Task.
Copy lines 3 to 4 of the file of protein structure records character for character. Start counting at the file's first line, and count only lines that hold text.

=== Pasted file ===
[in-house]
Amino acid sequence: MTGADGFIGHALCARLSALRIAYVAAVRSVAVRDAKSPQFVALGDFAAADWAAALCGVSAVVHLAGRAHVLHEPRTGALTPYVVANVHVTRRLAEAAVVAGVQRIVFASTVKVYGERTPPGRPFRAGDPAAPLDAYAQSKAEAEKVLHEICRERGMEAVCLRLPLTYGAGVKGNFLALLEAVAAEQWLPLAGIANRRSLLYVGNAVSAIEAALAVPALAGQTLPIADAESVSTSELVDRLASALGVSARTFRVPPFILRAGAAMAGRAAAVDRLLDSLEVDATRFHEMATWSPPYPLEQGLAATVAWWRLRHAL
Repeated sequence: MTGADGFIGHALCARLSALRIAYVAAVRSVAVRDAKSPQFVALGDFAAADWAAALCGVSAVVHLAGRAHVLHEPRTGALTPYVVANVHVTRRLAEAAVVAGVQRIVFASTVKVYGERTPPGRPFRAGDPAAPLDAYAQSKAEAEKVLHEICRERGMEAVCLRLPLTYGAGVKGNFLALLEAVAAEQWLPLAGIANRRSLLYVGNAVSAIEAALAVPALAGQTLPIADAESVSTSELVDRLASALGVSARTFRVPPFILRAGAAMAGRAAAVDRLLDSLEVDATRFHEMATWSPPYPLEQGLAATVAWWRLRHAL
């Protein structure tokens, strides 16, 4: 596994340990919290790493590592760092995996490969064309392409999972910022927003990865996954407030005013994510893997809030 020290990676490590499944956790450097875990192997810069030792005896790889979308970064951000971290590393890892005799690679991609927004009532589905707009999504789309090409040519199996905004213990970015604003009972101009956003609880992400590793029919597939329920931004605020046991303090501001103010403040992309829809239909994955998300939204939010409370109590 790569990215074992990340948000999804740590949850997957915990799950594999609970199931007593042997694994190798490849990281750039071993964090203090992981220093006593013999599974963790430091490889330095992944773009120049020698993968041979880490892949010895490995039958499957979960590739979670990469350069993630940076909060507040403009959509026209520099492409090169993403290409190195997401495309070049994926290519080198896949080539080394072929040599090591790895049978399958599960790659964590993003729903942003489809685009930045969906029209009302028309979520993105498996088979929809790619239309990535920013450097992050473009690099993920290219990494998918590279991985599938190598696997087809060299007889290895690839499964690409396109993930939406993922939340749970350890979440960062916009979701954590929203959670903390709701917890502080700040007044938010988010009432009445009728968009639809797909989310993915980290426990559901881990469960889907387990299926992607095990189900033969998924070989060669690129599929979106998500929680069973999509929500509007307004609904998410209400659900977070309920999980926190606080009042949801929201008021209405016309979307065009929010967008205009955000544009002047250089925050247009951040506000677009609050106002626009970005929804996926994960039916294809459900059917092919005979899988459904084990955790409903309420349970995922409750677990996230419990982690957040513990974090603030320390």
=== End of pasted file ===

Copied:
Repeated sequence: MTGADGFIGHALCARLSALRIAYVAAVRSVAVRDAKSPQFVALGDFAAADWAAALCGVSAVVHLAGRAHVLHEPRTGALTPYVVANVHVTRRLAEAAVVAGVQRIVFASTVKVYGERTPPGRPFRAGDPAAPLDAYAQSKAEAEKVLHEICRERGMEAVCLRLPLTYGAGVKGNFLALLEAVAAEQWLPLAGIANRRSLLYVGNAVSAIEAALAVPALAGQTLPIADAESVSTSELVDRLASALGVSARTFRVPPFILRAGAAMAGRAAAVDRLLDSLEVDATRFHEMATWSPPYPLEQGLAATVAWWRLRHAL
């Protein structure tokens, strides 16, 4: 596994340990919290790493590592760092995996490969064309392409999972910022927003990865996954407030005013994510893997809030 020290990676490590499944956790450097875990192997810069030792005896790889979308970064951000971290590393890892005799690679991609927004009532589905707009999504789309090409040519199996905004213990970015604003009972101009956003609880992400590793029919597939329920931004605020046991303090501001103010403040992309829809239909994955998300939204939010409370109590 790569990215074992990340948000999804740590949850997957915990799950594999609970199931007593042997694994190798490849990281750039071993964090203090992981220093006593013999599974963790430091490889330095992944773009120049020698993968041979880490892949010895490995039958499957979960590739979670990469350069993630940076909060507040403009959509026209520099492409090169993403290409190195997401495309070049994926290519080198896949080539080394072929040599090591790895049978399958599960790659964590993003729903942003489809685009930045969906029209009302028309979520993105498996088979929809790619239309990535920013450097992050473009690099993920290219990494998918590279991985599938190598696997087809060299007889290895690839499964690409396109993930939406993922939340749970350890979440960062916009979701954590929203959670903390709701917890502080700040007044938010988010009432009445009728968009639809797909989310993915980290426990559901881990469960889907387990299926992607095990189900033969998924070989060669690129599929979106998500929680069973999509929500509007307004609904998410209400659900977070309920999980926190606080009042949801929201008021209405016309979307065009929010967008205009955000544009002047250089925050247009951040506000677009609050106002626009970005929804996926994960039916294809459900059917092919005979899988459904084990955790409903309420349970995922409750677990996230419990982690957040513990974090603030320390």